When listening to the podcast named Washington D’ici, French-speaking people across the world not only learn about American politics, they can also discover new French words used by speakers from other countries. Canadians can discover that Belgian and the Swiss people use a different word — “nonante” — to say ninety. European listeners now know that in Québec, a podcast is called "balado."
"We play around with that a lot," says Raphaël Grand, Washington correspondent for RTS (Radio Télévision Suisse). "We've all become big fans of using “balado,” a term none of us knew before. We're all about celebrating our differences."
More than 500,000 downloads
Washington D’ici was created about a year ago and brings together the voices of Washington correspondents from Swiss, French, Belgian and Canadian public radio. It has already been downloaded more than 500,000 times.
Every two weeks, journalists Grégory Philipps of France Info, Raphaël Grand of RTS, Raphaël Bouvier-Auclair of Radio-Canada, Sonia Dridi of Radio Télévision Belge Francophone (RTBF) and Anne Corpet of Radio France Internationale (RFI) find time in their busy schedules to give listeners an inside look into the goings-on in the White House. In the run-up to the U.S. election day, the show airs weekly.
"We were very motivated. We made it a point to make ourselves available every two weeks," explains Dridi of RTBF. "One of the benefits of having this podcast is we can use material that doesn't fit in our usual reporting."
The five journalists see the linguistic and cultural diversity of their team as a strength as European and North American audiences don't necessarily have the same content expectations. "What makes it easier is that our subject matter is equally relevant to all of these countries," says Grand. "Raphaël Bouvier-Auclair, who's from Canada, has a different vantage point than we do in Europe."
Born over a beer at an airport bar
The project emerged thanks to a chance encounter at the Denver airport in Colorado. Grand, who had a podcast project and was looking for an original way to produce it, met Phillips of Radio France. One beer into their conversation, Washington D’ici was born. Shortly after, Grand scrolled through his phone and contacted Bouvier-Auclair, whom he'd never actually met, and they were all excited by the idea. On top of bringing together French-speaking voices in each episode, the podcast brought these journalists closer through their common language.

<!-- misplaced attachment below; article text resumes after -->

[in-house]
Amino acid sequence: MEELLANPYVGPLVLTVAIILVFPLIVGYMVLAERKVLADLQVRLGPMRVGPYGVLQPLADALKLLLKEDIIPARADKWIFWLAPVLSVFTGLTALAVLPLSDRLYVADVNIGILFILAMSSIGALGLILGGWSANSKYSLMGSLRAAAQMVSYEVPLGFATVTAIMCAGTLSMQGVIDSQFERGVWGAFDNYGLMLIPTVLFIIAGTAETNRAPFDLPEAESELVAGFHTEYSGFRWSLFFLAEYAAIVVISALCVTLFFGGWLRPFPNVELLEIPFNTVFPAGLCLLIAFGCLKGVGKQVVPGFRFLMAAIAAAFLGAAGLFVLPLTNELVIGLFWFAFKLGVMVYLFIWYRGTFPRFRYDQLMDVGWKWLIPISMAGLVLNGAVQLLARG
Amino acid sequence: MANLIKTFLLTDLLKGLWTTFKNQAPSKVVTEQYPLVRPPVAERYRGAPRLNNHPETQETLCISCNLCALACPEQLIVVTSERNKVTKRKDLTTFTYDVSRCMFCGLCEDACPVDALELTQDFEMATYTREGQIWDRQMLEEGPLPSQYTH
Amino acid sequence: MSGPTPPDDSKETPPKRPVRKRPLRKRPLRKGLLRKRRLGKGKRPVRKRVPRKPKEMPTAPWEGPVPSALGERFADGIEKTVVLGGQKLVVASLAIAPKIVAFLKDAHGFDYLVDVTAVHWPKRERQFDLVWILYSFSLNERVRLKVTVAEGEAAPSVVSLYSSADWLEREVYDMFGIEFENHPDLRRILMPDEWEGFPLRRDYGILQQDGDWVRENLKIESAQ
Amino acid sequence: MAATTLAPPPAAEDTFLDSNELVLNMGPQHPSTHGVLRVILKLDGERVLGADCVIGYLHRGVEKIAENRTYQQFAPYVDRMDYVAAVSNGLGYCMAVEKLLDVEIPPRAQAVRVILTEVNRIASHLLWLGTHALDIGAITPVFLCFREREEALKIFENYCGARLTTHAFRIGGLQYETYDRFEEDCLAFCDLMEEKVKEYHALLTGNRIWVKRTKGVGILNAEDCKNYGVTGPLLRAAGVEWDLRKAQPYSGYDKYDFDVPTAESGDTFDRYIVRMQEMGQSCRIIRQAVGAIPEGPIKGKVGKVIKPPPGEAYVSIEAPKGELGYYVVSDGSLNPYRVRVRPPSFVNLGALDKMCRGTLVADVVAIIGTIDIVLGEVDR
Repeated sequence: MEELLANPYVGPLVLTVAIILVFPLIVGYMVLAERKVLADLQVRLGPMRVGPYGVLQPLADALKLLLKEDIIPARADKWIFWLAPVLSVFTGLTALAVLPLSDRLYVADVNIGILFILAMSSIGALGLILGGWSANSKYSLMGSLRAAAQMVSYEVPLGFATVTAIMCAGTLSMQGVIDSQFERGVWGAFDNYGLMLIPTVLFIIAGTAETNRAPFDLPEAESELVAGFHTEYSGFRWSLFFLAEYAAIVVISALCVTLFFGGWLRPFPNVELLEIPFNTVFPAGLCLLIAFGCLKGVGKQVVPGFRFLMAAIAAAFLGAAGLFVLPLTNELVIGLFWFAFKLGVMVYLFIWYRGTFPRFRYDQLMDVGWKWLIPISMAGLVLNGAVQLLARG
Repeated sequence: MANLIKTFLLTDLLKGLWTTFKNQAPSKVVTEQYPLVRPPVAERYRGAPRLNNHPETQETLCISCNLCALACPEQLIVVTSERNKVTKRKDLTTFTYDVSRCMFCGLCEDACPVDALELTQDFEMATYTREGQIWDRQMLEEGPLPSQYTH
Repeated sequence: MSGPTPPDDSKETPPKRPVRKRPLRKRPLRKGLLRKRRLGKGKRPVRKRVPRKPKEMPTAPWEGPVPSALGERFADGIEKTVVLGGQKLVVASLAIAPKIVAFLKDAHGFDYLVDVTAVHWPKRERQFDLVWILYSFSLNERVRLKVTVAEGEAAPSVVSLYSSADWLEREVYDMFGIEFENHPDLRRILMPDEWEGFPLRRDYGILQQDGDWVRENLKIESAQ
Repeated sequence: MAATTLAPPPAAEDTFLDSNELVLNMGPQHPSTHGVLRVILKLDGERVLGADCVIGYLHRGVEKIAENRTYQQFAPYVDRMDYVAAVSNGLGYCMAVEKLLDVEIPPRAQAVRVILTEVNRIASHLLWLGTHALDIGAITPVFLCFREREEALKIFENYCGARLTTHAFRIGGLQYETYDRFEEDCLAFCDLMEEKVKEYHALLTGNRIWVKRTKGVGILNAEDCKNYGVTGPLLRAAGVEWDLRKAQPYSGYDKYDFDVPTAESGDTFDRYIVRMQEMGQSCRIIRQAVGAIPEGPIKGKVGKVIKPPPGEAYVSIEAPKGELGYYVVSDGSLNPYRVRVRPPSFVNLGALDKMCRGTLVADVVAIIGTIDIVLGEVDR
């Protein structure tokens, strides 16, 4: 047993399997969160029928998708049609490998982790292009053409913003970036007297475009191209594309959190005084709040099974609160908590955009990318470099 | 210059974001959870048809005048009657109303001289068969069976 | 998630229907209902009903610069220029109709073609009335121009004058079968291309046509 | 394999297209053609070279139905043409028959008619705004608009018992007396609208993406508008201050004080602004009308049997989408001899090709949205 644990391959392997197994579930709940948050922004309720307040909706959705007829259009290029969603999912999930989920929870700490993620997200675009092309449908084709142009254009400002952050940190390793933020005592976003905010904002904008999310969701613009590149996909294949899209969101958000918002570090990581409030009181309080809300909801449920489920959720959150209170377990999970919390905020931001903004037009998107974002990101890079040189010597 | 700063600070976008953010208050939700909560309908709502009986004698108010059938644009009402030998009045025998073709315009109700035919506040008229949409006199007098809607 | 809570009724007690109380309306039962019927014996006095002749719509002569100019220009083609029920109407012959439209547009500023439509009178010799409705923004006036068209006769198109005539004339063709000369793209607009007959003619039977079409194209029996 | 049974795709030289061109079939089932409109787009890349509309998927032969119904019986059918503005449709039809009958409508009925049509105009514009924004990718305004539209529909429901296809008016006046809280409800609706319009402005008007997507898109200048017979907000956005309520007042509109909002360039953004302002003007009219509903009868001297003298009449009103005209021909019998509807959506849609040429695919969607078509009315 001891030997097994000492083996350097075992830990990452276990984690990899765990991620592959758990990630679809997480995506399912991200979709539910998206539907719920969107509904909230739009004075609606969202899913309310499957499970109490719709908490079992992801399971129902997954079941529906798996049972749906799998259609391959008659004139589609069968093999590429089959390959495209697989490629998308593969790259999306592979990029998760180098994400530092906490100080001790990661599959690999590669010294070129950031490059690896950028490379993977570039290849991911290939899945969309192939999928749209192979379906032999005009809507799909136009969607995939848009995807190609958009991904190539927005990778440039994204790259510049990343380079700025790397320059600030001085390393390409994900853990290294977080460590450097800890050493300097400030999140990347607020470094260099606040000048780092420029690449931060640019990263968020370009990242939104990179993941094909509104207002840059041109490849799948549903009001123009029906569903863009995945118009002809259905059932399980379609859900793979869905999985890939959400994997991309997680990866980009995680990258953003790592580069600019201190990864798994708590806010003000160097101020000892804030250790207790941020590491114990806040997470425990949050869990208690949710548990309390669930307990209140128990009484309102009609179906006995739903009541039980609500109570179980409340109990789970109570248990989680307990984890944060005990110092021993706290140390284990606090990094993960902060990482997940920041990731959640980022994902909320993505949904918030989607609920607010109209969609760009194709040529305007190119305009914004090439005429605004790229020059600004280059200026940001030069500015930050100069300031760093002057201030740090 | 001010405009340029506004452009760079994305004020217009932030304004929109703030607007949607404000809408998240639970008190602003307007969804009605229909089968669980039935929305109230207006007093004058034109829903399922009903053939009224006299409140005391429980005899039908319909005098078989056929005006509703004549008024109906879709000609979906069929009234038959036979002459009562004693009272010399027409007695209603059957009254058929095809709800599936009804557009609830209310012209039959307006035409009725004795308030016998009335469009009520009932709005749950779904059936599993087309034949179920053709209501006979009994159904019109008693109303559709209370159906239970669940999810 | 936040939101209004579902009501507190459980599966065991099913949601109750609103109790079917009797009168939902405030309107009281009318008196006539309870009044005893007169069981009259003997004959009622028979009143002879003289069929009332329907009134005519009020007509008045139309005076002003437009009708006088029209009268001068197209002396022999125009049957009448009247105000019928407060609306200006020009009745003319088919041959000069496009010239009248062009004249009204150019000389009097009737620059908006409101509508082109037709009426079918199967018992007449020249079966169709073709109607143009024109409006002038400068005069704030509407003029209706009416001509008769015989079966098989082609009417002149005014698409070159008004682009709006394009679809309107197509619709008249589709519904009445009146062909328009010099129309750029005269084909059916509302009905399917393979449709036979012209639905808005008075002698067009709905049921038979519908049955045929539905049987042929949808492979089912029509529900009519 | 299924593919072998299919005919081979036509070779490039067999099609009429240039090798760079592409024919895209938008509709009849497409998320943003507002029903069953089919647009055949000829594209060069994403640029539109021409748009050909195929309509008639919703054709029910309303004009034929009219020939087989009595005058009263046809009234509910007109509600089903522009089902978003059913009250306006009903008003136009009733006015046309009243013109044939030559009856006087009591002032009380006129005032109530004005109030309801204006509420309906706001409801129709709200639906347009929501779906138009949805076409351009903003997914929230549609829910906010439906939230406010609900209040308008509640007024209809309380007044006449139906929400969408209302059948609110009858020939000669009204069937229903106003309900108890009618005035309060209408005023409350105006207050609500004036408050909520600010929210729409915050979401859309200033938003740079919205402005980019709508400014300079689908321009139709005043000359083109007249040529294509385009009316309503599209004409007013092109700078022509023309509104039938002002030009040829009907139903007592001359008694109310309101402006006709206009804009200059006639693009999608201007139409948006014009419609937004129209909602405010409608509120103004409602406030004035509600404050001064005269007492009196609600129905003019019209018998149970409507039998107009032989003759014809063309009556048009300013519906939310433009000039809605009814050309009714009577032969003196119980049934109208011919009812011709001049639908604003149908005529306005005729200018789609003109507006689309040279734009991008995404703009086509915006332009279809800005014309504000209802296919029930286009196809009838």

"We've become a team of friends and buddies," says Grand. "When you're a correspondent, especially in radio, you're often traveling alone. This podcast was created by a fun group of people and we hope that comes through in what you hear.
[PODCAST] : la semaine 🇺🇸 a été folle avec un POTUS hospitalisé, puis subitement guéri et qui reprend sa campagne. C’est dimanche, en - de 30 minutes, rattrapez ça avec les correspondants des 📻 publiques francophones. #24 du podcast @DiciWashington 🇺🇸🎙📻 https://t.co/eOYhP7rTCf pic.twitter.com/Br9jF9dwRW— WashingtonDici (@DiciWashington) October 11, 2020
Every two weeks — now weekly with the upcoming election — the reporters discuss the most recent news in order to prepare listeners for the 2020 U.S. presidential election. In the past weeks, they've discussed the passing of Supreme Court Justice Ruth Bader Ginsburg, aired a biography of vice presidential candidates Mike Pence and Kamala Harris and debriefed through the infamously cacophonous first presidential debate between Donald Trump and Joe Biden.
Producing an episode each week is a lot of work for these correspondents who record all the material on top of their regular work hours. "To be fair, news moves so fast, we could probably go daily now,” jokes Grand.
"We've found the time and have a nice rhythm"
Preparing the podcast usually means patching one of them in through WhatsApp when he or she is on a reporting trip, or waiting for another to finish their live broadcast for their respective national media. They've had to be very flexible but up until now, it's been a success.
"We're a team of five, very busy journalists, but we've managed to find the time and now have a good rhythm. No one feels left out, everyone contributes how they can. If they already have their hands full one week, they can do less," says Dridi
Because the podcast was created to cover the presidential election, the five journalists don't yet know what will become of the podcast once the race is over. They were each sent to the city for a limited period of time, and many of them are set to leave Washington in 2021.
One thing is certain: they will keep airing their unique point of view on Washington to French-speaking audiences around the world until January 2021, when the next president is sworn in. After that, only time will tell.
As for the podcast's name, French speakers will have caught on to the clever pun on the name Washington D.C.
Stéphanie Fillion is a Canadian journalist based in New York. She is a frequent contributor for Pass Blue, an independent media covering UN-related news, covering international affairs. The Columbia University graduate has already written a piece for IJNet French, detailing the 5 ways to boost your career when you've lost your job.
Photo 2 courtesy of Washingtond'ici (team picture).